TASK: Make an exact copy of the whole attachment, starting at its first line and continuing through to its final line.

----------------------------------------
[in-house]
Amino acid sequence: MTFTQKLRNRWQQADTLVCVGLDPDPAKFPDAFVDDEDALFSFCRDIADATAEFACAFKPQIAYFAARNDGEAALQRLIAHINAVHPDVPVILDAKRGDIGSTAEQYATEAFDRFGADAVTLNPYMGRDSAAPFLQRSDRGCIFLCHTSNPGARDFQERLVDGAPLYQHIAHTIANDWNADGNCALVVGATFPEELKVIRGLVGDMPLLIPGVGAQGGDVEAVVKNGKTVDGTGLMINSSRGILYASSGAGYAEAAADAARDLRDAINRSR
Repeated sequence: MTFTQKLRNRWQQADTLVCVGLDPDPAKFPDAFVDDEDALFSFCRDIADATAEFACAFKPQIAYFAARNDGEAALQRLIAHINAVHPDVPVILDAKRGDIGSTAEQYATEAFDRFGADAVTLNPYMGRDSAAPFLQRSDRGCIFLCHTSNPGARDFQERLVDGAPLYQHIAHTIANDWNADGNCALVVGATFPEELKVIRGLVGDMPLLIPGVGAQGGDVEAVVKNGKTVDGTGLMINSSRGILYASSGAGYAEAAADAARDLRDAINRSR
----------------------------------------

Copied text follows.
[in-house]
Amino acid sequence: MTFTQKLRNRWQQADTLVCVGLDPDPAKFPDAFVDDEDALFSFCRDIADATAEFACAFKPQIAYFAARNDGEAALQRLIAHINAVHPDVPVILDAKRGDIGSTAEQYATEAFDRFGADAVTLNPYMGRDSAAPFLQRSDRGCIFLCHTSNPGARDFQERLVDGAPLYQHIAHTIANDWNADGNCALVVGATFPEELKVIRGLVGDMPLLIPGVGAQGGDVEAVVKNGKTVDGTGLMINSSRGILYASSGAGYAEAAADAARDLRDAINRSR
Repeated sequence: MTFTQKLRNRWQQADTLVCVGLDPDPAKFPDAFVDDEDALFSFCRDIADATAEFACAFKPQIAYFAARNDGEAALQRLIAHINAVHPDVPVILDAKRGDIGSTAEQYATEAFDRFGADAVTLNPYMGRDSAAPFLQRSDRGCIFLCHTSNPGARDFQERLVDGAPLYQHIAHTIANDWNADGNCALVVGATFPEELKVIRGLVGDMPLLIPGVGAQGGDVEAVVKNGKTVDGTGLMINSSRGILYASSGAGYAEAAADAARDLRDAINRSR